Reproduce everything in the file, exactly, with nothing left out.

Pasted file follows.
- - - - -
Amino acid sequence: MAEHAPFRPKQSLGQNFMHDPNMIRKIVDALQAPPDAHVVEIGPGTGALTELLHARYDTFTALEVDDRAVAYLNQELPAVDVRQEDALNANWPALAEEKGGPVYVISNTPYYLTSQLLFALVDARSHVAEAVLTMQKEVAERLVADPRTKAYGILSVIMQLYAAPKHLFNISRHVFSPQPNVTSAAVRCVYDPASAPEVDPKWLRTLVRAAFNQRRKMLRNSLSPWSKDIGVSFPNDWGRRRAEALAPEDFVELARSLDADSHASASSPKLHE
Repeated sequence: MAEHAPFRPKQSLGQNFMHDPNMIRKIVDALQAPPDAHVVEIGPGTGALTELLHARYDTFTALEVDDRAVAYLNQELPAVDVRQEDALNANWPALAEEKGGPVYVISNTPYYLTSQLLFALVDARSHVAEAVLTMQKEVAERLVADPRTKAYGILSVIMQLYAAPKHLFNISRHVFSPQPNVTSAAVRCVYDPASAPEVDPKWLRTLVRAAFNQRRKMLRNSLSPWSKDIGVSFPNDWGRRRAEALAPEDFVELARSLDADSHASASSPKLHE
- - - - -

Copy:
Amino acid sequence: MAEHAPFRPKQSLGQNFMHDPNMIRKIVDALQAPPDAHVVEIGPGTGALTELLHARYDTFTALEVDDRAVAYLNQELPAVDVRQEDALNANWPALAEEKGGPVYVISNTPYYLTSQLLFALVDARSHVAEAVLTMQKEVAERLVADPRTKAYGILSVIMQLYAAPKHLFNISRHVFSPQPNVTSAAVRCVYDPASAPEVDPKWLRTLVRAAFNQRRKMLRNSLSPWSKDIGVSFPNDWGRRRAEALAPEDFVELARSLDADSHASASSPKLHE
Repeated sequence: MAEHAPFRPKQSLGQNFMHDPNMIRKIVDALQAPPDAHVVEIGPGTGALTELLHARYDTFTALEVDDRAVAYLNQELPAVDVRQEDALNANWPALAEEKGGPVYVISNTPYYLTSQLLFALVDARSHVAEAVLTMQKEVAERLVADPRTKAYGILSVIMQLYAAPKHLFNISRHVFSPQPNVTSAAVRCVYDPASAPEVDPKWLRTLVRAAFNQRRKMLRNSLSPWSKDIGVSFPNDWGRRRAEALAPEDFVELARSLDADSHASASSPKLHE